September 1, 2009
There comes a time in every reporter’s life when he will have to grapple with how to cover bullshit.
It may be “death panels” in health care reform, conspiracy theories about the president’s birth certificate, scientific research spawning “cow people” or a silly spat between two senators being cast as the biggest hate crime since the assassination of Medgar Evers.
Didn’t hear about that last one? Well, here in Michigan, there’s something about solving a budget deficit that brings out the worst in our leaders. Two years ago during the state government shutdown, there were near-fisticuffs on the Senate floor between Tupac Hunter (D-Detroit) and John Pappageorge (R-Troy). Two months ago, Sens. Irma Clark-Coleman (D-Detroit) and Roger Kahn (R-Saginaw) had a tiff in a 22-second elevator ride following a contentious Appropriations Committee meeting.
Basically, Detroit didn’t fare well in community health funding, which peeved Clark-Coleman. Kahn didn’t like being told he was being “discriminatory” against Motown. I’ve seen worse antics on a playground (as well as more maturity), but the incident soon escalated when Clark-Coleman called the Michigan State Police and demanded for Kahn to be stripped of his committee chairmanship.
There was an investigation by the secretary of the Senate and plenty of colorful offerings from the Detroit senator, who claimed Kahn “charged me like a bull” and he “looked like a blowfish.” None of the witnesses, however, backed up her claim that Kahn was physically threatening or the heavy-handed implication that this was a major racial incident.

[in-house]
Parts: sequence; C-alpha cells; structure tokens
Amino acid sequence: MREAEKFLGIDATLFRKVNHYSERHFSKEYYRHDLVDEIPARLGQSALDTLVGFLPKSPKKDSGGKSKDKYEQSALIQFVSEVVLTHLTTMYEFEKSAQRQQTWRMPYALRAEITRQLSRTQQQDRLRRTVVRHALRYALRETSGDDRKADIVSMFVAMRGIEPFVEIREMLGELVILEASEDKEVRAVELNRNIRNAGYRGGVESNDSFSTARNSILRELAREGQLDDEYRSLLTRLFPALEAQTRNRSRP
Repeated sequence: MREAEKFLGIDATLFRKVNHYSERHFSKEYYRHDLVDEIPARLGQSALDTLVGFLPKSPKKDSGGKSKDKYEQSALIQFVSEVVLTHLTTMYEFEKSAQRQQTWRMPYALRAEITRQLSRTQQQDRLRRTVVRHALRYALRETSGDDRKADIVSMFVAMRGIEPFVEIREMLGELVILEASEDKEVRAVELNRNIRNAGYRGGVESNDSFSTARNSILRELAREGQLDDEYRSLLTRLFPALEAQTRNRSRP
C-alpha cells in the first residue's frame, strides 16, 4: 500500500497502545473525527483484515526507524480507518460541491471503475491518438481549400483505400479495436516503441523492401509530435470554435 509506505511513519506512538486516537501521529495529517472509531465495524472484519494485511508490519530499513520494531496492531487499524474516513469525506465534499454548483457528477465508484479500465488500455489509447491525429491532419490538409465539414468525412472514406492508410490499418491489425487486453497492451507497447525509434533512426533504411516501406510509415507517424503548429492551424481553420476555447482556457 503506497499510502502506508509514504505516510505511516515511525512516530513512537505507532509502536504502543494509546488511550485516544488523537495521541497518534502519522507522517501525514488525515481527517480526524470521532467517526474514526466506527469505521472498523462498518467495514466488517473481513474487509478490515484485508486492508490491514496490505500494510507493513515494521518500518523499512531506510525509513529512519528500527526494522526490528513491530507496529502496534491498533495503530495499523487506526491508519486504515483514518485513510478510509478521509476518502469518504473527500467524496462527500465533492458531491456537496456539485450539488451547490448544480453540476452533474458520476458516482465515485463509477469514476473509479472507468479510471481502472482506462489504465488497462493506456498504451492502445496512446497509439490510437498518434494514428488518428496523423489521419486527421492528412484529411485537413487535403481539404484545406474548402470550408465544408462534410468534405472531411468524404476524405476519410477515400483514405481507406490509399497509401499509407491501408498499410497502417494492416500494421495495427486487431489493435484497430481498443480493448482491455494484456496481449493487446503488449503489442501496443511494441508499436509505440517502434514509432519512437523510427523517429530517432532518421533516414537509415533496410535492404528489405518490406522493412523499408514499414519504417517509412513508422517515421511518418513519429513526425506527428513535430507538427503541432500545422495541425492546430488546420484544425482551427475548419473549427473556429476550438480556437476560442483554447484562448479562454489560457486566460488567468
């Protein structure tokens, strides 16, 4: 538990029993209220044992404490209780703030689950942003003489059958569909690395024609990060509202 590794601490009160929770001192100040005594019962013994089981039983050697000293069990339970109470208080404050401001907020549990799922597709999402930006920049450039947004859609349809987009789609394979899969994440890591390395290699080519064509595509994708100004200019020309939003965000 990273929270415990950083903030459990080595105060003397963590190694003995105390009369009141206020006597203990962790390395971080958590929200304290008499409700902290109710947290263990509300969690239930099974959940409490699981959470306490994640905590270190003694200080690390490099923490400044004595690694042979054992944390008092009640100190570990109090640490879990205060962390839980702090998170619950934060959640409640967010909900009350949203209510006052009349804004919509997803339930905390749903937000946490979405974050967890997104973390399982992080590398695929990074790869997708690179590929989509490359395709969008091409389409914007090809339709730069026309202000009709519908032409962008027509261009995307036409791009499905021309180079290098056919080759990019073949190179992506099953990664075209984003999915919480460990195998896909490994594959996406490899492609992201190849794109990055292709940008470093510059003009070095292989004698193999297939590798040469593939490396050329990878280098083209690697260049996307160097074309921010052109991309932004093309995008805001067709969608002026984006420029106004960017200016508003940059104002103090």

Still, that’s the story the Democrats wanted the media to tell, as they kept harping on the plight of a poor, 72-year-old grandmother. Luckily, we all could read the secretary’s report and let the facts speak for themselves. Not even the liberal blogs wanted to touch that one. So this looks to be the end of that story — until the Dems start running their “angry Kahn” ads next summer when he’s up for re-election, of course.
Slicing through spin and non-stories is one thing. But more and more, journalists today are expected to report on everything — every burp, sigh and tweet of those on their beats because readers supposedly care (snort) — which often includes total bunk.
The problem is that even if there’s no fundamental truth in a claim, reporters are assigned to cover it just the same. Why? Well, as we’re cheerfully told by teevee pundits: health care reform is boorrrring. But a board empowered to kill Grandma? Well, wake me up!
Those forced to cover those pitiful shoutfests laughably labeled “town halls” have it worst of all. Just fact checking all the misinformation being screeched at those migraine-inducing events would take a day. Fortunately, there are a number of excellent websites that may have already plowed this ground, like Factcheck.org and Politifact.com. Reporters can also take advantage of other newfangled technology, like linking to the exact section of the health care bill on end-of-life decisions, so that readers can see in black and white if faceless bureaucrats are angling to strangle the elderly.